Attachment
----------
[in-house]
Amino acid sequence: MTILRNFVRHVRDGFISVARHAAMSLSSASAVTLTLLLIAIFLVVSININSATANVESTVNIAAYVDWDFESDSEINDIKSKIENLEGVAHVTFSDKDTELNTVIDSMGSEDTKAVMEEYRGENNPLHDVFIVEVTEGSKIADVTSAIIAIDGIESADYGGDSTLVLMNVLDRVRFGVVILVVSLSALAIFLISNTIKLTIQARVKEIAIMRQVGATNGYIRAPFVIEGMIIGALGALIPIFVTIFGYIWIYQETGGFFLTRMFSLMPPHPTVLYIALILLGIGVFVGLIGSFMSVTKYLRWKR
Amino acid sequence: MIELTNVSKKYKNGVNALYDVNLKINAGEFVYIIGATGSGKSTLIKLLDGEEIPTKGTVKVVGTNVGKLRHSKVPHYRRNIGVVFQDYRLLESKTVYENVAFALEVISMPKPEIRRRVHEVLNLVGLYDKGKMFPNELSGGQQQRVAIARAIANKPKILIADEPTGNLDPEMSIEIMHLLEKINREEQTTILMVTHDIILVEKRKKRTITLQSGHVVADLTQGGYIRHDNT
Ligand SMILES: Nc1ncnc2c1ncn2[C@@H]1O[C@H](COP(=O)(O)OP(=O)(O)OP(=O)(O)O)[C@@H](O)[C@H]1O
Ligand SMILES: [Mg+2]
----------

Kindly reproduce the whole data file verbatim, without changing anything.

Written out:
[in-house]
Amino acid sequence: MTILRNFVRHVRDGFISVARHAAMSLSSASAVTLTLLLIAIFLVVSININSATANVESTVNIAAYVDWDFESDSEINDIKSKIENLEGVAHVTFSDKDTELNTVIDSMGSEDTKAVMEEYRGENNPLHDVFIVEVTEGSKIADVTSAIIAIDGIESADYGGDSTLVLMNVLDRVRFGVVILVVSLSALAIFLISNTIKLTIQARVKEIAIMRQVGATNGYIRAPFVIEGMIIGALGALIPIFVTIFGYIWIYQETGGFFLTRMFSLMPPHPTVLYIALILLGIGVFVGLIGSFMSVTKYLRWKR
Amino acid sequence: MIELTNVSKKYKNGVNALYDVNLKINAGEFVYIIGATGSGKSTLIKLLDGEEIPTKGTVKVVGTNVGKLRHSKVPHYRRNIGVVFQDYRLLESKTVYENVAFALEVISMPKPEIRRRVHEVLNLVGLYDKGKMFPNELSGGQQQRVAIARAIANKPKILIADEPTGNLDPEMSIEIMHLLEKINREEQTTILMVTHDIILVEKRKKRTITLQSGHVVADLTQGGYIRHDNT
Ligand SMILES: Nc1ncnc2c1ncn2[C@@H]1O[C@H](COP(=O)(O)OP(=O)(O)OP(=O)(O)O)[C@@H](O)[C@H]1O
Ligand SMILES: [Mg+2]